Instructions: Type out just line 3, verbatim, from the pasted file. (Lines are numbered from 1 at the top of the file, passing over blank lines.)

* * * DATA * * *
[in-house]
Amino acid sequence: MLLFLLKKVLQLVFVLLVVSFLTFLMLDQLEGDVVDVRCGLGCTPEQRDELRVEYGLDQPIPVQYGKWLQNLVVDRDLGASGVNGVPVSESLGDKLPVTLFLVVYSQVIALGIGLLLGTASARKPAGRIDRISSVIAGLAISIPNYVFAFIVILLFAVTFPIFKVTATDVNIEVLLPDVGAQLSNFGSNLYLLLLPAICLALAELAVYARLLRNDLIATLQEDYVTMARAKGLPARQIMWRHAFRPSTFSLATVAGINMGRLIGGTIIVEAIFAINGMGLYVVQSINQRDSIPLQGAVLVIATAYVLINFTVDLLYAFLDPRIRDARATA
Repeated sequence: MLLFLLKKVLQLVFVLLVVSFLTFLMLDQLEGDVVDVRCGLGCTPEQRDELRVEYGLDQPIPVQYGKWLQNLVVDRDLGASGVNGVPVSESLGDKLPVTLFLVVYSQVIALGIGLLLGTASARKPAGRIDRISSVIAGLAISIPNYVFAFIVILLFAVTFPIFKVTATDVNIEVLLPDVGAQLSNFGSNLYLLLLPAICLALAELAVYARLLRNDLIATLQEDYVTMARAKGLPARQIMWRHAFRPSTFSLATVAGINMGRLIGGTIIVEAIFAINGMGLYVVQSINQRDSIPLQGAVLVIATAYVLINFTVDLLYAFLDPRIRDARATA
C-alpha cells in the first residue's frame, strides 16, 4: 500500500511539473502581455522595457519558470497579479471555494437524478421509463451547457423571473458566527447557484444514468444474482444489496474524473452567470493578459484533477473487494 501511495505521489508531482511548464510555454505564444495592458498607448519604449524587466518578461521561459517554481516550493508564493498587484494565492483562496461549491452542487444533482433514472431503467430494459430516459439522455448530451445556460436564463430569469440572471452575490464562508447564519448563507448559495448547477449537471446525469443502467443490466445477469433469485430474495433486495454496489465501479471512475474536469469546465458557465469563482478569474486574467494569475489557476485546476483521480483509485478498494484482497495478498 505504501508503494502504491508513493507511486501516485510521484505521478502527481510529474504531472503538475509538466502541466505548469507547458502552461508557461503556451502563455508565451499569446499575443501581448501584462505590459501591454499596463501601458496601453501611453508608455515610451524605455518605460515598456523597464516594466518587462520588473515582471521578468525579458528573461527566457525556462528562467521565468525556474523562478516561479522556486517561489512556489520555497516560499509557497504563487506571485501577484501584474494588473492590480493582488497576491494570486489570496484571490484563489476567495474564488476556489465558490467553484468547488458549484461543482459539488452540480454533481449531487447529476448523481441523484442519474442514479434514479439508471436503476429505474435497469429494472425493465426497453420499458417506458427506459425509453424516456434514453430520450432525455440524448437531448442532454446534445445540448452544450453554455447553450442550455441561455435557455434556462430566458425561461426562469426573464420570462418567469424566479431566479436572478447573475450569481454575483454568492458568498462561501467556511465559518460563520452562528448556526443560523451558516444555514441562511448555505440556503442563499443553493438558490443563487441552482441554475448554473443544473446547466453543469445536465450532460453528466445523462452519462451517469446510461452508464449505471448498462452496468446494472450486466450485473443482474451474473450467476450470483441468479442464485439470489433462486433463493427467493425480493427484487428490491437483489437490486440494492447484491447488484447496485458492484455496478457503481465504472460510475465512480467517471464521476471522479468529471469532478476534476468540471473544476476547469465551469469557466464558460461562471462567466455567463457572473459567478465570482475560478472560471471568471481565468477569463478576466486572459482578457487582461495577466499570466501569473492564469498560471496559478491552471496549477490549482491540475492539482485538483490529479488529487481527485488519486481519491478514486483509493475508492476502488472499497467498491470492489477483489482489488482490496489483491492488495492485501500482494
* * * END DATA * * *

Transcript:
Repeated sequence: MLLFLLKKVLQLVFVLLVVSFLTFLMLDQLEGDVVDVRCGLGCTPEQRDELRVEYGLDQPIPVQYGKWLQNLVVDRDLGASGVNGVPVSESLGDKLPVTLFLVVYSQVIALGIGLLLGTASARKPAGRIDRISSVIAGLAISIPNYVFAFIVILLFAVTFPIFKVTATDVNIEVLLPDVGAQLSNFGSNLYLLLLPAICLALAELAVYARLLRNDLIATLQEDYVTMARAKGLPARQIMWRHAFRPSTFSLATVAGINMGRLIGGTIIVEAIFAINGMGLYVVQSINQRDSIPLQGAVLVIATAYVLINFTVDLLYAFLDPRIRDARATA